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cmdkeen

Client/Server Engine Design: howto ?

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I want to rewrite the design of my platformer engine using a Client/Server structure. This is what I understand ( or believe to understand ) Basically I know I there is a Server class simulating the game/level/world/... and a Client displaying the whole thing and catching input to. The Server part sends information about the game state to the client and the client sends input from the user back to the Server. Can anyone give me some more detailed information ? Also a sample implementation (links..) would be great. One special thing I''m wondering about is what amount of information has to be sent from Server to Client ? Only the movements of all the objects, only things that are near the Client''s player, etc. ?? thanx in advance

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Well, as to what messages need to be sent from the client to the server, it all depends on what works best for you. You can design a very thin client which just sends keypresses from the user to the server and renders exactly what the server tells it to, or you can design a very thick client that performs most of the server work, where the server is only responsible for distributing those changes to other clients.

The thin client model generally has somewhat higher network requirements, while the thick client requires some higher system specs. Figuring out the perfect balance for your system is the key to it all.

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For me the thick client seems better because for me there are two main goals the whole thing has:
1. keeping the Server/Clients synchronised whatever happens
2. keep the amount of data to be sent as small as possible

In most cases the server is a player himself ( i even won''t implement a standalone server ). That''s why the Client and Server should get the same amount of jobs to do.

The best thing would be a scalable structure. This means if the connection is bad the server sends less data and if it''s good he sends more data. Maybe some areas of the map should be done by the clients.


There are some measures I thought of to decrease network traffic dependent on the connection quality:
- reduce the accuracy of object positions ( -> they''ll be moved pixel wise )
- only send infos about the area around the client''s player(s)
- calculate a checksum from the object''s status and send it to detect async parts of the game world

What do you think of this ?

cmdkeen

btw: Only transmitting the user''s input could be a bit dangerous as it might desync if any keypresses/releases are lost ( I even got problems with this on a local machine when the player dies and the keys aren''t resetted - a hero running straigth into a pitfall isn''t too exciting...).

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Hi,

You should create a thick client, because the internet is slow, and you''d want to keep data sent as small as possible, so you can send more dataframes per second -> smoother gameplay.

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The main reason people don''t use "thick" clients is security...any thing the client has control over is able to be hacked by people. In your simple platformer you probably don''t care, but anyone who has faced a cheater in online games knows it basically sucks. If you let the server decide what is legal and what is not, etc, you keep people from ruining the game for others.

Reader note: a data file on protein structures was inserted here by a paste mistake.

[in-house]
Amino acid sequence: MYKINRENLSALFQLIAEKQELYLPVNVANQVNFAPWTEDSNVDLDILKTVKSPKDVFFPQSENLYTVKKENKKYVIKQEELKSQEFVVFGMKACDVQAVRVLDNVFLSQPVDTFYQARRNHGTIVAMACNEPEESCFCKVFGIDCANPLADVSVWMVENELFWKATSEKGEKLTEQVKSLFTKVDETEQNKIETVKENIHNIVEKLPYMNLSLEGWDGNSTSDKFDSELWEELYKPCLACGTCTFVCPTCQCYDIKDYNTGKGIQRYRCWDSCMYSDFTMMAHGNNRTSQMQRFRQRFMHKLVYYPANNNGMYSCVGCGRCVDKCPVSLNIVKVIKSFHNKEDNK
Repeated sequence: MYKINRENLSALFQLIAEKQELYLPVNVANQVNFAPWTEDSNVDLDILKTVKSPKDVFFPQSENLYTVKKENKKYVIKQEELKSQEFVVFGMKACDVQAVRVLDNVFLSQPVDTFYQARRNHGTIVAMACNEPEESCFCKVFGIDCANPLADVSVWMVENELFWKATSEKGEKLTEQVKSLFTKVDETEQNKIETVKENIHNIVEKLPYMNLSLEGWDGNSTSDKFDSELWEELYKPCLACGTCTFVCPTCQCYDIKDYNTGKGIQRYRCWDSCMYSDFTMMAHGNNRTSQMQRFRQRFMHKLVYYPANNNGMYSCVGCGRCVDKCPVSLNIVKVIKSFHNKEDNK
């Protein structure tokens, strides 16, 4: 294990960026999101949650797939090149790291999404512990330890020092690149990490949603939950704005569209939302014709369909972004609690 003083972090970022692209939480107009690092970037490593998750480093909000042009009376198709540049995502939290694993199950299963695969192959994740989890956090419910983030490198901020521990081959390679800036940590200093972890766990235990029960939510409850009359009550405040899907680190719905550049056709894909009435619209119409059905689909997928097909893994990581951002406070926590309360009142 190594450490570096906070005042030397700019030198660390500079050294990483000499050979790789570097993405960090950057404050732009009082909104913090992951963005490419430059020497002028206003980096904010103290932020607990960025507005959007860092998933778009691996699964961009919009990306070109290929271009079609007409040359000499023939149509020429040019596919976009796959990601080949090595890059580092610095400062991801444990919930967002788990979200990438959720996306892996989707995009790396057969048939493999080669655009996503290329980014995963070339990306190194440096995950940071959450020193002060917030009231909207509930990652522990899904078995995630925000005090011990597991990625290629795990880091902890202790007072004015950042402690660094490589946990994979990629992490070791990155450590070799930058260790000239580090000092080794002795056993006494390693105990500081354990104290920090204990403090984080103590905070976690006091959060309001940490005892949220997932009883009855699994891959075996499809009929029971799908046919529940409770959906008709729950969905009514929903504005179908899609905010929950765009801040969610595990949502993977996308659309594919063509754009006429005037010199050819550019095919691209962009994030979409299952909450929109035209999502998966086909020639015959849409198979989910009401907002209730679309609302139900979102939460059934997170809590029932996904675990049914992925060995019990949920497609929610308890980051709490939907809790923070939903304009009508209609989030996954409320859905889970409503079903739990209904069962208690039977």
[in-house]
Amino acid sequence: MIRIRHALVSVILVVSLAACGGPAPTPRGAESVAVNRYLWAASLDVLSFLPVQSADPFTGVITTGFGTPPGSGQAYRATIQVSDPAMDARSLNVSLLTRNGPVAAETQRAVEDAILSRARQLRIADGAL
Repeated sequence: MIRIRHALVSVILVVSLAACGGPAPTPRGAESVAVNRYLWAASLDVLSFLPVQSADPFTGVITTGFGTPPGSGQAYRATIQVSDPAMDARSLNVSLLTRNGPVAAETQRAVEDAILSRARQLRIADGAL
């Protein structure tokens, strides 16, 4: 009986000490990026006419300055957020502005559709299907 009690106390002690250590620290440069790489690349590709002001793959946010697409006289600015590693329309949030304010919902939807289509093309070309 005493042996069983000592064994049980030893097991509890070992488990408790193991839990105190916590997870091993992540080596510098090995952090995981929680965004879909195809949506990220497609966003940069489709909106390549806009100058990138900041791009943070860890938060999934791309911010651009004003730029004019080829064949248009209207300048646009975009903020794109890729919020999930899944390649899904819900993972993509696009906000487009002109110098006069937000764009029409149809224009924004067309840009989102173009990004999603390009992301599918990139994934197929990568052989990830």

Anthracks

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Well, there are basically three sorts of cheats you have to handle seperately:

- "Rule" cheats: these actually violate the game rules, i.e. a player running too fast. You can have a thick client and just make sure the transmitted data is valid to prevent them. No problems there
- Knowledge cheats: These cheats reveal knowledge to the player that she shouldn''t have, e.g. cheats that reveal the whole map, or cheats that let you see through walls. Thick clients prone to these cheats because they have to know more stuff about the current state of game to do the game logic.
- Doping cheats: cheats that increase a player''s ability, e.g. aimbot proxies. It really doesn''t matter whether you have a thin or a thick clients; both are quite prone to doping, and unfortunately there''s no final cure against them.

cu,
Prefect

---
Sanity is the trademark of a weak mind.

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Isn''t it possible to add some sort of checksum to the packets? It could be a simple 2 byte value, like an integer in VB (or an Float/Dword in C?). This would probably prevent Aimbots, cause they don''t know the formula to calculate the checksum.



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Almar: yes, I believe by using checksums you could detect many manipulation. But the algorithm could be hacked. Maybe there should be 2 checksums. The second is only used every 10st game so a cheater can''t test his hacked algo too often. But when it detects a cheat the cheaters prog will manipulate all data files to make the cheater reinstall his game or even ban him.

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I think that if you make the "formula" for the checksum long/complex enough that hackers will have a very hard time...
Like: LengthOfPacket * FirstByte + ValuesOfOtherBytes / 2 + AnythingElseYouCanThinkOf

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Well some interesting thoughts here but back to my initial question:

How to design a Client/Server game framework ?
What special technics are used ?
And most important: how to transmit the game state to all clients in time ? ( only send positions, or better the speed to enable clients to continue the game even if theres no connection for a second ? )

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